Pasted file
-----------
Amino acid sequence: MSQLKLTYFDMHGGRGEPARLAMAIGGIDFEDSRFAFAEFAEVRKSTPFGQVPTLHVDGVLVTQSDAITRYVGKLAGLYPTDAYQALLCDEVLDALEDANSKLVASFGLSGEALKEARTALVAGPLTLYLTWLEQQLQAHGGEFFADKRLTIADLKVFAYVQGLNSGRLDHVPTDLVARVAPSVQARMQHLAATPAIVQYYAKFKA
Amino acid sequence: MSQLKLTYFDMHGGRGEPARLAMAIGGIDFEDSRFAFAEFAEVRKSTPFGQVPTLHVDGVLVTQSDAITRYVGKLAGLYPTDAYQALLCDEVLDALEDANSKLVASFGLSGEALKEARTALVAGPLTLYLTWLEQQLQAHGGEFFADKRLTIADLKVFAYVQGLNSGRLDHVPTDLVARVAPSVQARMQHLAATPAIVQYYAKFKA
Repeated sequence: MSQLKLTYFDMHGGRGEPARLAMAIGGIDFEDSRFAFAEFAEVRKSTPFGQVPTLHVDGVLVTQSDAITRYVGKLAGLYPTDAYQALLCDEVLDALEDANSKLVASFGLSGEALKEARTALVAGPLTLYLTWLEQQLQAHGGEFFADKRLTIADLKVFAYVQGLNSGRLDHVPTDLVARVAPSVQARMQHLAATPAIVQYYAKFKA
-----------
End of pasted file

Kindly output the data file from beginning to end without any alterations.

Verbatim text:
Amino acid sequence: MSQLKLTYFDMHGGRGEPARLAMAIGGIDFEDSRFAFAEFAEVRKSTPFGQVPTLHVDGVLVTQSDAITRYVGKLAGLYPTDAYQALLCDEVLDALEDANSKLVASFGLSGEALKEARTALVAGPLTLYLTWLEQQLQAHGGEFFADKRLTIADLKVFAYVQGLNSGRLDHVPTDLVARVAPSVQARMQHLAATPAIVQYYAKFKA
Amino acid sequence: MSQLKLTYFDMHGGRGEPARLAMAIGGIDFEDSRFAFAEFAEVRKSTPFGQVPTLHVDGVLVTQSDAITRYVGKLAGLYPTDAYQALLCDEVLDALEDANSKLVASFGLSGEALKEARTALVAGPLTLYLTWLEQQLQAHGGEFFADKRLTIADLKVFAYVQGLNSGRLDHVPTDLVARVAPSVQARMQHLAATPAIVQYYAKFKA
Repeated sequence: MSQLKLTYFDMHGGRGEPARLAMAIGGIDFEDSRFAFAEFAEVRKSTPFGQVPTLHVDGVLVTQSDAITRYVGKLAGLYPTDAYQALLCDEVLDALEDANSKLVASFGLSGEALKEARTALVAGPLTLYLTWLEQQLQAHGGEFFADKRLTIADLKVFAYVQGLNSGRLDHVPTDLVARVAPSVQARMQHLAATPAIVQYYAKFKA